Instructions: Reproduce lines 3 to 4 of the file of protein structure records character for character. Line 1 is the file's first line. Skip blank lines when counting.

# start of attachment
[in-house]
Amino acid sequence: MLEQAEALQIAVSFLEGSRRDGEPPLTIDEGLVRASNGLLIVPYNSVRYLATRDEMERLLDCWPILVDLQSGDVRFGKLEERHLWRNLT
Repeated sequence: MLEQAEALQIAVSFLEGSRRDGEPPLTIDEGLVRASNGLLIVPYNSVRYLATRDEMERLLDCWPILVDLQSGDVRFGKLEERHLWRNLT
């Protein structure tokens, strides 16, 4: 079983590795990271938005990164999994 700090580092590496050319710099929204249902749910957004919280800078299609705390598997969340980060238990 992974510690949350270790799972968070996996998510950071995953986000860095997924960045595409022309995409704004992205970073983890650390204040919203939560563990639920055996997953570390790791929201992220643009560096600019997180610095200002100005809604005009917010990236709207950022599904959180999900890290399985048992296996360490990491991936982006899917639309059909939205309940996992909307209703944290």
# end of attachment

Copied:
Repeated sequence: MLEQAEALQIAVSFLEGSRRDGEPPLTIDEGLVRASNGLLIVPYNSVRYLATRDEMERLLDCWPILVDLQSGDVRFGKLEERHLWRNLT
């Protein structure tokens, strides 16, 4: 079983590795990271938005990164999994 700090580092590496050319710099929204249902749910957004919280800078299609705390598997969340980060238990 992974510690949350270790799972968070996996998510950071995953986000860095997924960045595409022309995409704004992205970073983890650390204040919203939560563990639920055996997953570390790791929201992220643009560096600019997180610095200002100005809604005009917010990236709207950022599904959180999900890290399985048992296996360490990491991936982006899917639309059909939205309940996992909307209703944290």